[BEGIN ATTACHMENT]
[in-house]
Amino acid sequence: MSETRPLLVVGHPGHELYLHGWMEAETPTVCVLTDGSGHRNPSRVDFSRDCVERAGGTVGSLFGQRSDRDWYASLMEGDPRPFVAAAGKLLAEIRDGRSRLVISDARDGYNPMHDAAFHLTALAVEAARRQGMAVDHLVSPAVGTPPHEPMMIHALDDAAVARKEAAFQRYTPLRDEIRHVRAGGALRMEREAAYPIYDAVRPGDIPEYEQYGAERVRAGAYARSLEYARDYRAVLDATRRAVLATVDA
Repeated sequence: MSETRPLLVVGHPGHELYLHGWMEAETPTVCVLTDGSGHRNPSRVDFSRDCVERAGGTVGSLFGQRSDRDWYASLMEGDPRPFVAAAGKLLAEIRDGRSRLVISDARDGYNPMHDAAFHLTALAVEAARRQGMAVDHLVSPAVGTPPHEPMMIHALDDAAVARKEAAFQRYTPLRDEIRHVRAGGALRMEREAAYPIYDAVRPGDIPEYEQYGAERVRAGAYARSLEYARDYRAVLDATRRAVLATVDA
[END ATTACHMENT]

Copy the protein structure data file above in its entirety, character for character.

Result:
[in-house]
Amino acid sequence: MSETRPLLVVGHPGHELYLHGWMEAETPTVCVLTDGSGHRNPSRVDFSRDCVERAGGTVGSLFGQRSDRDWYASLMEGDPRPFVAAAGKLLAEIRDGRSRLVISDARDGYNPMHDAAFHLTALAVEAARRQGMAVDHLVSPAVGTPPHEPMMIHALDDAAVARKEAAFQRYTPLRDEIRHVRAGGALRMEREAAYPIYDAVRPGDIPEYEQYGAERVRAGAYARSLEYARDYRAVLDATRRAVLATVDA
Repeated sequence: MSETRPLLVVGHPGHELYLHGWMEAETPTVCVLTDGSGHRNPSRVDFSRDCVERAGGTVGSLFGQRSDRDWYASLMEGDPRPFVAAAGKLLAEIRDGRSRLVISDARDGYNPMHDAAFHLTALAVEAARRQGMAVDHLVSPAVGTPPHEPMMIHALDDAAVARKEAAFQRYTPLRDEIRHVRAGGALRMEREAAYPIYDAVRPGDIPEYEQYGAERVRAGAYARSLEYARDYRAVLDATRRAVLATVDA